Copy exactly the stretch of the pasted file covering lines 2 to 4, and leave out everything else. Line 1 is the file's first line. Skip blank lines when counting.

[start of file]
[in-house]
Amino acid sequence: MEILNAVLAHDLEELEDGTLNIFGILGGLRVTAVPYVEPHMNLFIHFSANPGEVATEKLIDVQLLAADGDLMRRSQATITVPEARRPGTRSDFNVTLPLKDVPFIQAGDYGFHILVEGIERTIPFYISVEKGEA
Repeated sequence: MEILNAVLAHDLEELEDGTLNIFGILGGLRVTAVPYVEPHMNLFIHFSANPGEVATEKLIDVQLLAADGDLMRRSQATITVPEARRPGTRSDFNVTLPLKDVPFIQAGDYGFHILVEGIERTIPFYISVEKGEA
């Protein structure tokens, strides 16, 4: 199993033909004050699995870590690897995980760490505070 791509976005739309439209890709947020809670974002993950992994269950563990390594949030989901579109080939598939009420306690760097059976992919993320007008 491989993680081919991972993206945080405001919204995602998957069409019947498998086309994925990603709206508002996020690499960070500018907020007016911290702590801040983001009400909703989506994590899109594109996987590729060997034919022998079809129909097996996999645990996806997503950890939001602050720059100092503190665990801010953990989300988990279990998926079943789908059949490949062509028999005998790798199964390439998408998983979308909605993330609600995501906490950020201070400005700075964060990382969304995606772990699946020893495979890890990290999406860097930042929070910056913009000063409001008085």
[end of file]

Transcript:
Amino acid sequence: MEILNAVLAHDLEELEDGTLNIFGILGGLRVTAVPYVEPHMNLFIHFSANPGEVATEKLIDVQLLAADGDLMRRSQATITVPEARRPGTRSDFNVTLPLKDVPFIQAGDYGFHILVEGIERTIPFYISVEKGEA
Repeated sequence: MEILNAVLAHDLEELEDGTLNIFGILGGLRVTAVPYVEPHMNLFIHFSANPGEVATEKLIDVQLLAADGDLMRRSQATITVPEARRPGTRSDFNVTLPLKDVPFIQAGDYGFHILVEGIERTIPFYISVEKGEA
């Protein structure tokens, strides 16, 4: 199993033909004050699995870590690897995980760490505070 791509976005739309439209890709947020809670974002993950992994269950563990390594949030989901579109080939598939009420306690760097059976992919993320007008 491989993680081919991972993206945080405001919204995602998957069409019947498998086309994925990603709206508002996020690499960070500018907020007016911290702590801040983001009400909703989506994590899109594109996987590729060997034919022998079809129909097996996999645990996806997503950890939001602050720059100092503190665990801010953990989300988990279990998926079943789908059949490949062509028999005998790798199964390439998408998983979308909605993330609600995501906490950020201070400005700075964060990382969304995606772990699946020893495979890890990290999406860097930042929070910056913009000063409001008085």